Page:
Stop diamond trade – HRW

diamond_roughJOHANNESBURG An international human rights watchdog this week added to mounting criticism over the Kimberly Process and Certification Schemes (KPCS) recent decision to lift the ban on Maranges conflict diamonds.

The KPCS, which had banned exports from the Marange fields east of Zimbabwe, announced about two weeks ago that it was lifting the ban, drawing the ire of both the World Diamond Council and the United States government.

This week, Human Rights Watch (HRW), an international human rights overseer that also campaigned for the ban, accused KPCS chairman – Mathieu Yamba, of not having sought consensus in okaying exports from Marange.

There are procedural issues around the decision of KPCS chair to allow immediate exports of Marange diamonds and the KPCS operates by consensus, but the KPCS chair did not seek consensus before he made the decision to allow exports of Marange diamonds by Mbada and Canadile, which is why there seem to be divisions amongst members of the KPCS, Tiseke Kasambala, HRWs Chief Researcher for Africa, told The Zimbabwean early this week.

We support the decision that the KPCS has taken in saying that there needs to be further discussions amongst KPCS before exports of Marange diamonds can proceed. It is not clear whether the issue will be reversed, but there certainly seem to reservations about how the decision came about by some members of the organisation.

Kasambala said that the HRW did not support Yambas decision because Zimbabwe had repeatedly failed to honour the terms of previous agreements brokered by the KPCS and there was a lack of confidence in Zimbabwes intentions.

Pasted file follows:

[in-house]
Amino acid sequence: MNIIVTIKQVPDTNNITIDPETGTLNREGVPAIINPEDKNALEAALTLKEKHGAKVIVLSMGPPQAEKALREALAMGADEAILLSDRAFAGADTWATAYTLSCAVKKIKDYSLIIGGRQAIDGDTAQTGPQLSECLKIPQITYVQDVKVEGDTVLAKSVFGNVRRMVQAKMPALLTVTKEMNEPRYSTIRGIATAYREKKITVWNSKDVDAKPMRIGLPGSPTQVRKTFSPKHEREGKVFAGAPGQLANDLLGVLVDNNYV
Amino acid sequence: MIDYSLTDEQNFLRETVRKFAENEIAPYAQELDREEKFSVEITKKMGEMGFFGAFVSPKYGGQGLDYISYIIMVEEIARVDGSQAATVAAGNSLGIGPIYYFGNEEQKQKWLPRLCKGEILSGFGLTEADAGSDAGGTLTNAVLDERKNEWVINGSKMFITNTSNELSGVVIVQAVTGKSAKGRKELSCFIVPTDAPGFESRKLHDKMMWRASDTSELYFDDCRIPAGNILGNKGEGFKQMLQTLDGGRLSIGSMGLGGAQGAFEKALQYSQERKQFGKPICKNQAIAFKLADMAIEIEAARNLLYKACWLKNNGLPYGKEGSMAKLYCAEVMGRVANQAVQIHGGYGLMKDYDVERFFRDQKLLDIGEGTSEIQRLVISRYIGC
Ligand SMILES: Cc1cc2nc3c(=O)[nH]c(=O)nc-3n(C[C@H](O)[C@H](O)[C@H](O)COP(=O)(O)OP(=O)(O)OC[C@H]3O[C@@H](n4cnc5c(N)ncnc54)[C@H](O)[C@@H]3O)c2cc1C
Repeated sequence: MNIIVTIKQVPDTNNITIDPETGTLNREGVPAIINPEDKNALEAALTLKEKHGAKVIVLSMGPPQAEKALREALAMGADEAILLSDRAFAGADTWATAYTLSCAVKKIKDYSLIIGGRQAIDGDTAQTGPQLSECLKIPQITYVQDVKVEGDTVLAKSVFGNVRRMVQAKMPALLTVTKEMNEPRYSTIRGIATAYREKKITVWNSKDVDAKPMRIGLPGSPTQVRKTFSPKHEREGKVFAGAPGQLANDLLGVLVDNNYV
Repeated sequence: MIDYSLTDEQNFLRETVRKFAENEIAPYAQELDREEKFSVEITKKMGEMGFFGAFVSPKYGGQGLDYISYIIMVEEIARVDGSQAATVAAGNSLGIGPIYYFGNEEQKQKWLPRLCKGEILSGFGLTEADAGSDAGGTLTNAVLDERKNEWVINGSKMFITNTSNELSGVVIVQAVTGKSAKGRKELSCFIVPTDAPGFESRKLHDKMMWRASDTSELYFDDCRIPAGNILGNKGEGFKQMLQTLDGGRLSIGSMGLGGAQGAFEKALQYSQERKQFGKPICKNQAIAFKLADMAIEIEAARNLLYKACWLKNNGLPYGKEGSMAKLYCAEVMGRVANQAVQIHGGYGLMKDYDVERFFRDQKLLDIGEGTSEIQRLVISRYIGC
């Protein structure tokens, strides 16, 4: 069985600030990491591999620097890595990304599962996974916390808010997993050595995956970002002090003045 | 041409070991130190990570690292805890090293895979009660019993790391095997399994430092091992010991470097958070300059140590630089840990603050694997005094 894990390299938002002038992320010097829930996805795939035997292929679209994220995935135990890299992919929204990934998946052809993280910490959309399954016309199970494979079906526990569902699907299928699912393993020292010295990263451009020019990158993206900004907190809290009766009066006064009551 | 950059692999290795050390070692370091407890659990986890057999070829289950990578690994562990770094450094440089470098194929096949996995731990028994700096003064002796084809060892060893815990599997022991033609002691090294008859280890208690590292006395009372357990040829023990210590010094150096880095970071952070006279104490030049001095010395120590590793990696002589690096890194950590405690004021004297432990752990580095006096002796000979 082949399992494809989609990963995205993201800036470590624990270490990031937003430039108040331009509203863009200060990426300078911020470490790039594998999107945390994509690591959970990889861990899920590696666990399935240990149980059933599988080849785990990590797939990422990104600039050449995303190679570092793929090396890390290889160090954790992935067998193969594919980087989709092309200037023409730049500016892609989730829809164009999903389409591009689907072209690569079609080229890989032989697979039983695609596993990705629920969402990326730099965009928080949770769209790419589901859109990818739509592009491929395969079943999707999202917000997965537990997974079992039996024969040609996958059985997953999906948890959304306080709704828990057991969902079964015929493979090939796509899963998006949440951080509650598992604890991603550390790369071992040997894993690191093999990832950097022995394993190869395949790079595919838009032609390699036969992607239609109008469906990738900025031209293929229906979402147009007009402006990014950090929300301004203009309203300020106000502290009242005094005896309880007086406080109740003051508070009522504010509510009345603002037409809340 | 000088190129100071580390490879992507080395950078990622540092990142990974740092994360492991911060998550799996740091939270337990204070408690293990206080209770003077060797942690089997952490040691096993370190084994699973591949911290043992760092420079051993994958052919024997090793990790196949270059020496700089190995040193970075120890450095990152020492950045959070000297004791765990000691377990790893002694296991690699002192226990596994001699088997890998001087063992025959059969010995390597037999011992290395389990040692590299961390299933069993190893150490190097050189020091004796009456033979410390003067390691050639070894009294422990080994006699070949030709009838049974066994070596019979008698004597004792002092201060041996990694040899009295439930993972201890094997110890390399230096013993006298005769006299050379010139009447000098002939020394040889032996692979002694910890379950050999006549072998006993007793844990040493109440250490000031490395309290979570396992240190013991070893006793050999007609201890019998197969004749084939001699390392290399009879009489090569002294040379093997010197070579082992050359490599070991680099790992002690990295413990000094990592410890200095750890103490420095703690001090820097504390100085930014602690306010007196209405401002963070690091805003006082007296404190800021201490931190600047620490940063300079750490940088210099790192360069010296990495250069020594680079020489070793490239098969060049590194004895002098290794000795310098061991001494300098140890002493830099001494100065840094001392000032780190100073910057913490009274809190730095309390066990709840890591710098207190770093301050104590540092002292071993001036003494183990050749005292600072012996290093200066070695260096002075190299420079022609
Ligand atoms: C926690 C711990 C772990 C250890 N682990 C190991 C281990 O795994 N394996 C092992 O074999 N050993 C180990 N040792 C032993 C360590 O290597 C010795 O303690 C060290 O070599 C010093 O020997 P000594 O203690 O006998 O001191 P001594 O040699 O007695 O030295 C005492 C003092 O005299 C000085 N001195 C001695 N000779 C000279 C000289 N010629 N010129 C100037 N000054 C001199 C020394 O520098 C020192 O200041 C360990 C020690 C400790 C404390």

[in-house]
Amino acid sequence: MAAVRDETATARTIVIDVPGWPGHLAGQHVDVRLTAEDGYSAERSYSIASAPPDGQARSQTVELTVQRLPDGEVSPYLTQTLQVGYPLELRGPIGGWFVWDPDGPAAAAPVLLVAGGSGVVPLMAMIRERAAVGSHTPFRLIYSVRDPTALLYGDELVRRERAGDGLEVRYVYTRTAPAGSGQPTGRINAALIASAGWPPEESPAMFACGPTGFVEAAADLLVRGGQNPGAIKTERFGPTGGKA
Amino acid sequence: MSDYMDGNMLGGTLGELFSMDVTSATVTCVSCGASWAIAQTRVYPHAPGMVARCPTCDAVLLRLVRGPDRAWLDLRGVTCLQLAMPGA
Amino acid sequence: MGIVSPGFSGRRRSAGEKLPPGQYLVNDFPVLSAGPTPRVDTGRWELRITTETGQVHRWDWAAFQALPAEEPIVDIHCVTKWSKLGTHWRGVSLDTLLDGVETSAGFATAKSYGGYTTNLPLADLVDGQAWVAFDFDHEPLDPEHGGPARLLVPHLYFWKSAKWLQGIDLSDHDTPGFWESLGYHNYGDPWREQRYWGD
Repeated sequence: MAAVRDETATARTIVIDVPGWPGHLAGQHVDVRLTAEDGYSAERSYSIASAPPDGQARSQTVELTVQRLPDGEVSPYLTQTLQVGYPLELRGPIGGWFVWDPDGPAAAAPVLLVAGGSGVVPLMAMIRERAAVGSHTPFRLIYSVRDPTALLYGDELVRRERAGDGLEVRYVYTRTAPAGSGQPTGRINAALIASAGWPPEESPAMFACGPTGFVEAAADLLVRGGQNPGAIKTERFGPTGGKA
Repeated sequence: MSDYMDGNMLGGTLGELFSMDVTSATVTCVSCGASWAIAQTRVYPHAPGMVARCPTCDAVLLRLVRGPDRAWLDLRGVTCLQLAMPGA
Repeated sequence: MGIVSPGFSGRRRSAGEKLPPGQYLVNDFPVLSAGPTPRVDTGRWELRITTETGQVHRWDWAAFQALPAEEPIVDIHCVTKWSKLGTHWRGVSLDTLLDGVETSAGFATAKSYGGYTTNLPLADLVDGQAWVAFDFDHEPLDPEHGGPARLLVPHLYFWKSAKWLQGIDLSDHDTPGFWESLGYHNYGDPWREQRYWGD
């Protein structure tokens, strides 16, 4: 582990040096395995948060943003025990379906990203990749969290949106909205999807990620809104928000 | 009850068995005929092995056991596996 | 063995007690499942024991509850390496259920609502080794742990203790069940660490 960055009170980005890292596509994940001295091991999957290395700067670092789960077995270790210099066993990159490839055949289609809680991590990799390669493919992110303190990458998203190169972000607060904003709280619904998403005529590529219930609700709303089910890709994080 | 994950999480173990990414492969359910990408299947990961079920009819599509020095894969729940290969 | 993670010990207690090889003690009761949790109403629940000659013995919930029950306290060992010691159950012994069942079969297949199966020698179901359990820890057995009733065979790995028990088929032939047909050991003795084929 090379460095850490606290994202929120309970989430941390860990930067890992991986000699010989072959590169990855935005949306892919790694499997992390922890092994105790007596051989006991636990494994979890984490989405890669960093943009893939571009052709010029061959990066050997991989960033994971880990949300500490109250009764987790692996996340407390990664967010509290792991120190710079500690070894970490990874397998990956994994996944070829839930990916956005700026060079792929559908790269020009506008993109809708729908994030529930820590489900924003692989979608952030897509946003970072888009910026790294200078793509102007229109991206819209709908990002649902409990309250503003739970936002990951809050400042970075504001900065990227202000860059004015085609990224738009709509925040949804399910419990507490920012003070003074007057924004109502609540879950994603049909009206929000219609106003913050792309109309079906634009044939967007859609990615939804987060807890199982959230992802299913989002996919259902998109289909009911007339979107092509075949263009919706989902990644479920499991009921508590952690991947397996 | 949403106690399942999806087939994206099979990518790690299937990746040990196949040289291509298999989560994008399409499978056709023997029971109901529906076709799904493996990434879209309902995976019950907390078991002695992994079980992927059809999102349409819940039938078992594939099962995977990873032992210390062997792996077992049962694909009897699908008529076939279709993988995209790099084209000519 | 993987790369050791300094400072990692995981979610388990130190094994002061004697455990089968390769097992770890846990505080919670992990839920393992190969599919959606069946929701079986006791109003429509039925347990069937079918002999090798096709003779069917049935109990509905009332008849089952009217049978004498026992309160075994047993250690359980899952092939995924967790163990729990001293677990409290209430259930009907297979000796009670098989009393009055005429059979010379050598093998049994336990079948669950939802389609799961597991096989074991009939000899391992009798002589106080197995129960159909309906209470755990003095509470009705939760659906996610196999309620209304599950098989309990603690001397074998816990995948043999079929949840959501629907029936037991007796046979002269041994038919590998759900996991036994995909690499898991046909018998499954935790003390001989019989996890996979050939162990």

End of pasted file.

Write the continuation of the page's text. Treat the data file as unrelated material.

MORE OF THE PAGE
For example, Zimbabwe committed to a gradual deduction of military presence in the Marange fields but this has not taken place as the army continues to be rotated in the fields and is involved in widespread smuggling of diamonds from the diamond areas, she added.

Secondly, companies that have been given concessions to mine the fields, such as Anjin have not adequately assisted the people they relocated. About 150 families have been relocated by the company but they have no access to schools or hospitals. In addition, they were not able to plant and have not harvested any food and therefore, face food shortages.

Independent groups have yet to access the area to freely monitor what is happening, meaning that there is not independent assessment of what is going on in the Marange diamond fields, while there is a risk that proceeds from diamond sales are not reaching the fiscus, as Finance Minister, Tendai Biti has already indicated.

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